I puzzle over a parallel issue … or, maybe the same issue: When someone accosts me, why do I find myself wondering what game they’ve got going?
The reason is, most of the time, people who accost me do put their game on. For example, I have a lot of experience in East Asia as a young fellow. I came to appreciate going to the public bath in my ratty neighborhood. That would be on Sunday, maybe a Saturday morning, in the winter when leafy patterns of ice would colonize the windows of my little apartment. The windows would freeze over from the inside.
Yes, it could uncomfortable. So, to go to the public bath and enjoy unlimited hot water for 700 Korean won (about $1 back then)… That was glorious.
I’d see the regulars: A few older fellows, a father with his young boys. All good. they got used to seeing me, the one paek-in who lives in the neighborhood.
Not so good was visiting Korean-run public baths in Northern Virginia, right outside Washington, DC. Long story short: Being drawn in to conservation with slithery young men looking to hook up … Really? I am so out of your league, and do you really get simpatico vibes from me? Hey, I like talking to people, but not when they’ve got their game on, not when they’re pursuing a predatory agenda.
I visited a very nice public bath recently. T’was the first time in a few years. A very nice fellow engaged in conversation. Yes, I do think he was looking for opportunities … or maybe he was just being a good fellow.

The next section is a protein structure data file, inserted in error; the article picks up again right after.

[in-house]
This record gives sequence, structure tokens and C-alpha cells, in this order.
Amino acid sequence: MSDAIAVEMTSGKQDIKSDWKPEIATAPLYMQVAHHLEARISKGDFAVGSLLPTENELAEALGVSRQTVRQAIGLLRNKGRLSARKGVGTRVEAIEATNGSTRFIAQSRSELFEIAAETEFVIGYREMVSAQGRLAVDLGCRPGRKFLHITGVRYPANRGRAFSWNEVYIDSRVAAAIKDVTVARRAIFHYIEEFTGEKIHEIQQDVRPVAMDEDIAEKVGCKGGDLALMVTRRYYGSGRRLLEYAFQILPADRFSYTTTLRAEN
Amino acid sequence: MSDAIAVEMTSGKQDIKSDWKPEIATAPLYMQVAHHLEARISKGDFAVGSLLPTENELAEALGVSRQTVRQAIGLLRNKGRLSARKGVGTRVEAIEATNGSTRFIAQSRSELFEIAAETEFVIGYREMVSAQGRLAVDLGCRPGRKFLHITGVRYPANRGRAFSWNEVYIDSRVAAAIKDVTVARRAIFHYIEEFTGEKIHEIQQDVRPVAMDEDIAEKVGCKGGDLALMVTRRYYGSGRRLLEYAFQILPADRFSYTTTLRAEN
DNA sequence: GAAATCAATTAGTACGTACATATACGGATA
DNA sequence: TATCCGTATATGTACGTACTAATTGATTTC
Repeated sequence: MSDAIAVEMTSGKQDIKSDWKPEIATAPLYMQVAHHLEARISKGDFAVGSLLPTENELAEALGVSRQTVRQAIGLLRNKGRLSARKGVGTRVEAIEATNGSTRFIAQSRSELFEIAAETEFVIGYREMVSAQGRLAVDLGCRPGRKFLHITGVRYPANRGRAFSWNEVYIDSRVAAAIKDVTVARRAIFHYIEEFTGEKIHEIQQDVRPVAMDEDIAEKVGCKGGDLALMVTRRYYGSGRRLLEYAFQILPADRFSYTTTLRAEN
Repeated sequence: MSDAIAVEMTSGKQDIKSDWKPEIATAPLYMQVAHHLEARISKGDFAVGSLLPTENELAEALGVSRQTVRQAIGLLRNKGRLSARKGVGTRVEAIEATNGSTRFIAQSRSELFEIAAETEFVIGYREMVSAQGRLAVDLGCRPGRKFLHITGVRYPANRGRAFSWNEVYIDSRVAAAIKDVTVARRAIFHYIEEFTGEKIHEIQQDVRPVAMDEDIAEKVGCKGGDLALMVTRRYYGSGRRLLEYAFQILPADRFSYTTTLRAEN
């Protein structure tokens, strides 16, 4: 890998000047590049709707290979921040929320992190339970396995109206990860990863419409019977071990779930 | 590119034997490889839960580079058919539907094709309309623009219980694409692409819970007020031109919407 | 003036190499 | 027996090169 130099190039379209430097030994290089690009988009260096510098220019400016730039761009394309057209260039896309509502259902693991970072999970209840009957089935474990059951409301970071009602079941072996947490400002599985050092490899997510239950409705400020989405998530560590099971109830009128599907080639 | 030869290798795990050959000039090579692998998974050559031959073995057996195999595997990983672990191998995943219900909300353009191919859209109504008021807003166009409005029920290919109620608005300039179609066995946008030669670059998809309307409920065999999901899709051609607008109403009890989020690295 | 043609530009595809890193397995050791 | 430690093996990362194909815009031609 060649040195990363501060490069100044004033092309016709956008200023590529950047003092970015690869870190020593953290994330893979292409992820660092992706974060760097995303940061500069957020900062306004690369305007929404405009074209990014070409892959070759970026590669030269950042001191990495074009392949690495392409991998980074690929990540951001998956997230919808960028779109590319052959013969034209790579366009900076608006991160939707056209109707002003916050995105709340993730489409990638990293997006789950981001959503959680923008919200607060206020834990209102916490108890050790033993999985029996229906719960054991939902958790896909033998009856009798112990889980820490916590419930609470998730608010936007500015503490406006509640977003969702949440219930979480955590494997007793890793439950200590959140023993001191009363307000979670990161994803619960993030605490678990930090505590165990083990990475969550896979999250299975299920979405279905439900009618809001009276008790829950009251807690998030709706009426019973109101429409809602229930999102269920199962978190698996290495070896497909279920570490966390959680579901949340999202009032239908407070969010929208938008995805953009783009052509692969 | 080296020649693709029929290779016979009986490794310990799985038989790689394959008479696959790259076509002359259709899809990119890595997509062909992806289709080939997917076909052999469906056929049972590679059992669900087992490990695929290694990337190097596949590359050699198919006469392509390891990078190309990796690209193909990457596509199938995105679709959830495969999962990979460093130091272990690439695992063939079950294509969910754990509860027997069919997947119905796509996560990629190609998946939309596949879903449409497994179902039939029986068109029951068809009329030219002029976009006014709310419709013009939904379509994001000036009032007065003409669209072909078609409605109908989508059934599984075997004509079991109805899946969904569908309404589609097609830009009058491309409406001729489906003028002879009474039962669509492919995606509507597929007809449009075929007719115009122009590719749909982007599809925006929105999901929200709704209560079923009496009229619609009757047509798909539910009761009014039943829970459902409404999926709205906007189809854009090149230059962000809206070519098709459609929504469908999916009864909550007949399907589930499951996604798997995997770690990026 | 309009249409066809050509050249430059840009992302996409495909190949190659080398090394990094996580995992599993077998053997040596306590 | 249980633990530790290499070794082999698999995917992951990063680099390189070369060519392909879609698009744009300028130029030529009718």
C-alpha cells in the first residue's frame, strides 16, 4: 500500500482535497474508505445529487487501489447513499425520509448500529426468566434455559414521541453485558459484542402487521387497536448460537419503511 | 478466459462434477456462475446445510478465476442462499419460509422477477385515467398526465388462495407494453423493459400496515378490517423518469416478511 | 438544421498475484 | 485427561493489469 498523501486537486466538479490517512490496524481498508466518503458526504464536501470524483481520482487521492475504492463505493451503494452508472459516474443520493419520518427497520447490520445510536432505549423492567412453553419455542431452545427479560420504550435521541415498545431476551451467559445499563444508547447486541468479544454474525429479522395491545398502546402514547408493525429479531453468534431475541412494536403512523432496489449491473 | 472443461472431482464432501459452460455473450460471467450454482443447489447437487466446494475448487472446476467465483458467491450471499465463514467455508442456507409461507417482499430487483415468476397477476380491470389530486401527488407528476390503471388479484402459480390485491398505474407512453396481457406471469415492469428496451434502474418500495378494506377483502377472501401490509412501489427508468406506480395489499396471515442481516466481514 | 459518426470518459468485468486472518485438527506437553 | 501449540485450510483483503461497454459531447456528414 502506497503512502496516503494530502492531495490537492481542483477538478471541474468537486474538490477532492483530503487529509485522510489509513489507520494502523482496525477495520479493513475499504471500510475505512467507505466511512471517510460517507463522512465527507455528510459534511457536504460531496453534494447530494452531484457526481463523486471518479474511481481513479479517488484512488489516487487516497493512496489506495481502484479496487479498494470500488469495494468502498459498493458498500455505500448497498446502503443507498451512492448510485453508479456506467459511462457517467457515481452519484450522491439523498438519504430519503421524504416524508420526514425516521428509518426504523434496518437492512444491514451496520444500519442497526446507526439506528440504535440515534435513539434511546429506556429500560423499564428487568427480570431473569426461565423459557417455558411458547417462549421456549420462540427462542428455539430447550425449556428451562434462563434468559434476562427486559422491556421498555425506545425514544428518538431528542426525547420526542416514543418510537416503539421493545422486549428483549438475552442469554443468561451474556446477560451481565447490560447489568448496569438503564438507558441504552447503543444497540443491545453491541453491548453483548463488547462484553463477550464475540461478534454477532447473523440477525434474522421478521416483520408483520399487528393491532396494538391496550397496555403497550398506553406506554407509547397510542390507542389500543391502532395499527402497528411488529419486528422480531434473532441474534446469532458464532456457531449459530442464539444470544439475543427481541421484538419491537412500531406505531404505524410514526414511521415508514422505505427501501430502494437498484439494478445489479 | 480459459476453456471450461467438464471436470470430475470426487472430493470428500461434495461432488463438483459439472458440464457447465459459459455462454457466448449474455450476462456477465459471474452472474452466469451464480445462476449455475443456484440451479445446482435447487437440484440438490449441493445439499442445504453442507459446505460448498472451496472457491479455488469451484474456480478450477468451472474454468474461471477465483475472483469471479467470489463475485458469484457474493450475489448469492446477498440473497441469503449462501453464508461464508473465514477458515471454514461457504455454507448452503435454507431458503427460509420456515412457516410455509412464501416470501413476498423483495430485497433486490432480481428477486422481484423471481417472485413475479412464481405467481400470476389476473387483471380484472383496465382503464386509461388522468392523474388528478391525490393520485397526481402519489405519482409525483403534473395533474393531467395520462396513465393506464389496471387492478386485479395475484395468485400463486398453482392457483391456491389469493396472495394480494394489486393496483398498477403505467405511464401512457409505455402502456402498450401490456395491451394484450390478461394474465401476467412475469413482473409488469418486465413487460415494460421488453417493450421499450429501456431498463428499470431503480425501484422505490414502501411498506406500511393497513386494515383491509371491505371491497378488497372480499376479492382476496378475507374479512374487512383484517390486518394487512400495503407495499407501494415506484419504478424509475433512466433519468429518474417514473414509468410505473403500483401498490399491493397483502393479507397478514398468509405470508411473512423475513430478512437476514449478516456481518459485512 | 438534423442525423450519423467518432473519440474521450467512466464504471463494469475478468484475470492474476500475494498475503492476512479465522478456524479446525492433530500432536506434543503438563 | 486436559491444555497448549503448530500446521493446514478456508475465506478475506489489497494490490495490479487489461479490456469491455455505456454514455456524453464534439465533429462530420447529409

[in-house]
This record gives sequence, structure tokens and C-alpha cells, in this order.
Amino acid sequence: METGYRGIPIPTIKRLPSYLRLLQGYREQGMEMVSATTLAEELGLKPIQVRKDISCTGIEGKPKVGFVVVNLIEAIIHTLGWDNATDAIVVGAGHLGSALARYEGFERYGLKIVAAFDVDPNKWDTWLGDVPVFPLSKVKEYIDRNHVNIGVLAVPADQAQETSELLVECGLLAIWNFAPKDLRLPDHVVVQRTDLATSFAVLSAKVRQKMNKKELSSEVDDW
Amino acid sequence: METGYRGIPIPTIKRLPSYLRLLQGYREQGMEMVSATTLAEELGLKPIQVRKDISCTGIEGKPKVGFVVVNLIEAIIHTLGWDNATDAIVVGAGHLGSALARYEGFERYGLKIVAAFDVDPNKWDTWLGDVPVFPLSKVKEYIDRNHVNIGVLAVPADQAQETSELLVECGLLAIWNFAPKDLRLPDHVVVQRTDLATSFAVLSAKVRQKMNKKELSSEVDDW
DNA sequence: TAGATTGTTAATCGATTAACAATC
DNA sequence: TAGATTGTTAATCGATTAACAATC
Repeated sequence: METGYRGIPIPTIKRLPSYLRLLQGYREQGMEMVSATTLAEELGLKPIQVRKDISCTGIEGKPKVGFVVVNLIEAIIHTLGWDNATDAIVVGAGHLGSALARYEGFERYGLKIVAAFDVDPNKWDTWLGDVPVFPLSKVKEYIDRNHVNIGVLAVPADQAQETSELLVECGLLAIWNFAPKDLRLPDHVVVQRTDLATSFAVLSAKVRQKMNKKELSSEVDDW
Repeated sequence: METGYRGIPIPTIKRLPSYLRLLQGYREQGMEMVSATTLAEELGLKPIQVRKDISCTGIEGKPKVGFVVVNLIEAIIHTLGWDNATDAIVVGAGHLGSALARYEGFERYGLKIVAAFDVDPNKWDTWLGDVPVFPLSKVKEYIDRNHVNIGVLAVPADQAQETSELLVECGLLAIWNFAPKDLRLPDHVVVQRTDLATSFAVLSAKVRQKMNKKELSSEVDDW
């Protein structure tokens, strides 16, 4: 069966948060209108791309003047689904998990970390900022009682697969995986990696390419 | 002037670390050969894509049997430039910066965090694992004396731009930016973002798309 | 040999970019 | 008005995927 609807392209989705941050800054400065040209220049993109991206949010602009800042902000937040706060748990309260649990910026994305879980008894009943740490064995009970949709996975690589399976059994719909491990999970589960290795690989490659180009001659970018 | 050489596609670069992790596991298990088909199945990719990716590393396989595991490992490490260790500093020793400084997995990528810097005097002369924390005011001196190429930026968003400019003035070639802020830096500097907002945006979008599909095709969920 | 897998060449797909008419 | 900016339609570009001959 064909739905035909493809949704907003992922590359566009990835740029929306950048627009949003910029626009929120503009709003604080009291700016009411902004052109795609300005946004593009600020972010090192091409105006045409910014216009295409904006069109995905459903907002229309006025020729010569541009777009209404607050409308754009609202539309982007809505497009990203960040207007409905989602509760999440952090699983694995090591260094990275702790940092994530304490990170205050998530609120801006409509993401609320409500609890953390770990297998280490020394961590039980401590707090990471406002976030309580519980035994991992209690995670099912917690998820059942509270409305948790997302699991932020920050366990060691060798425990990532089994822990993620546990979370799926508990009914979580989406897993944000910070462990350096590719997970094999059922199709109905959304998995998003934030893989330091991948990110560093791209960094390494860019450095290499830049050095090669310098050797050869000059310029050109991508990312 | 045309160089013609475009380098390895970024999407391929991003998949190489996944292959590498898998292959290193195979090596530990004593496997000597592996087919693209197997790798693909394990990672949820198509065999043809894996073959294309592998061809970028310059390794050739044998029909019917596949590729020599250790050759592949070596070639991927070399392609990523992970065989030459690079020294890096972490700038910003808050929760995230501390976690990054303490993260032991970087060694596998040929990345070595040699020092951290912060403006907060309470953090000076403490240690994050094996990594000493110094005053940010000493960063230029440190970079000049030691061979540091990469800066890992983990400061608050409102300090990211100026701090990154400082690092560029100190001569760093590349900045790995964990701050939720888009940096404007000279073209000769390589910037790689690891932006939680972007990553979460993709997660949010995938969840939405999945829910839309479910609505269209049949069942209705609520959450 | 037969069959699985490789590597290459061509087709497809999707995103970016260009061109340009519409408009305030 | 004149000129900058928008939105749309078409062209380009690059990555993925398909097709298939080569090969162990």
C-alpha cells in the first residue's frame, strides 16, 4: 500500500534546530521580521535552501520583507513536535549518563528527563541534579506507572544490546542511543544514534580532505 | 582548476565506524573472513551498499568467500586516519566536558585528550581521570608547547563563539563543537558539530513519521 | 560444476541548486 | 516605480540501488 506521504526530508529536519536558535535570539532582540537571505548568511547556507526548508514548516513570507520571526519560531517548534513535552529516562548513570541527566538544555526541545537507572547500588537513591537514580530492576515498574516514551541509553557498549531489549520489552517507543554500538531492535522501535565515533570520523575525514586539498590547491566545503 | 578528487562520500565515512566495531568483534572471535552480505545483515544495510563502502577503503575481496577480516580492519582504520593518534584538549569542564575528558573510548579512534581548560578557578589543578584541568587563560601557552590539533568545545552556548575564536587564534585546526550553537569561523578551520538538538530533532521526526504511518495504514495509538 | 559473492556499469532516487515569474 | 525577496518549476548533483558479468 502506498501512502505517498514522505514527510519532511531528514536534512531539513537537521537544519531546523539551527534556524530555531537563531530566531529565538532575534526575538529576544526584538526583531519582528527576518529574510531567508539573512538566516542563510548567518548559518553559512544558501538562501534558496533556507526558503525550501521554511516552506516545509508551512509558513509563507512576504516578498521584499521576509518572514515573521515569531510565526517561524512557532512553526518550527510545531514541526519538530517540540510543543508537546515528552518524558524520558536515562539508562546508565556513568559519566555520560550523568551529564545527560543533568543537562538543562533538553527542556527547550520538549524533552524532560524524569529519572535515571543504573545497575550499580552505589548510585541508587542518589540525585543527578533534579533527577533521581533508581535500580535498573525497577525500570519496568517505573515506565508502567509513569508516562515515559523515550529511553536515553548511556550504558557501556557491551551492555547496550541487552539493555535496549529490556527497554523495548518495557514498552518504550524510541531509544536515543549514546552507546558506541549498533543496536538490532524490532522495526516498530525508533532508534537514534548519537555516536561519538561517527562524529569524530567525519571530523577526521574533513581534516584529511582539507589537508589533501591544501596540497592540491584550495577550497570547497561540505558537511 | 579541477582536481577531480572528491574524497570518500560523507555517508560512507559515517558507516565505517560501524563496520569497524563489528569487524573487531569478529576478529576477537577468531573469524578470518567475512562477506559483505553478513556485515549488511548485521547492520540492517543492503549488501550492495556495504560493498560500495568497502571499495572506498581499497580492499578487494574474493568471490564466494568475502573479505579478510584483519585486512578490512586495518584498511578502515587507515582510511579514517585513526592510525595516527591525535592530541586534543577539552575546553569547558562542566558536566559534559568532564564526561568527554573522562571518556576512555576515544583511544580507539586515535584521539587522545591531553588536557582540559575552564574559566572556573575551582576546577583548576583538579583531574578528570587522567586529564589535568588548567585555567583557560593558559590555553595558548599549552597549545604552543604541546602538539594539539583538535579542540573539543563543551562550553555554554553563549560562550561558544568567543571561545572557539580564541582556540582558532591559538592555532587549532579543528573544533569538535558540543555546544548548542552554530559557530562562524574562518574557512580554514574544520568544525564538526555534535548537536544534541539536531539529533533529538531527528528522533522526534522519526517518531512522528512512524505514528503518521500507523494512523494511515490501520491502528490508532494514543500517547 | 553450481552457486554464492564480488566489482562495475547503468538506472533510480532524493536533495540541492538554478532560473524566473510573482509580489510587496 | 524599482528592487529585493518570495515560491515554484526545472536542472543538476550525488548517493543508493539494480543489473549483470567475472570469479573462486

Last edited 1 year ago by Chauncey Gardiner
M. Jamieson
M. Jamieson
1 year ago

I found this article really interesting and I broadly agree with it. There is a reality to our embodied interactions that seems to be missing from the lives of a lot of younger people these days. I’m also very shy, but it has been through having interactions and casual conversations with people in random settings that I’ve become much better at connecting with other people.
So much of our lives now are abstracted, disembodied, and controlled, it seems to prevent people from actually doing real things and forming real relationships in the place we are. We lose our connection to our location and social ecology. I think it makes us less human.

M. Jamieson
M. Jamieson
1 year ago

I found this article really interesting and I broadly agree with it. There is a reality to our embodied interactions that seems to be missing from the lives of a lot of younger people these days. I’m also very shy, but it has been through having interactions and casual conversations with people in random settings that I’ve become much better at connecting with other people.
So much of our lives now are abstracted, disembodied, and controlled, it seems to prevent people from actually doing real things and forming real relationships in the place we are. We lose our connection to our location and social ecology. I think it makes us less human.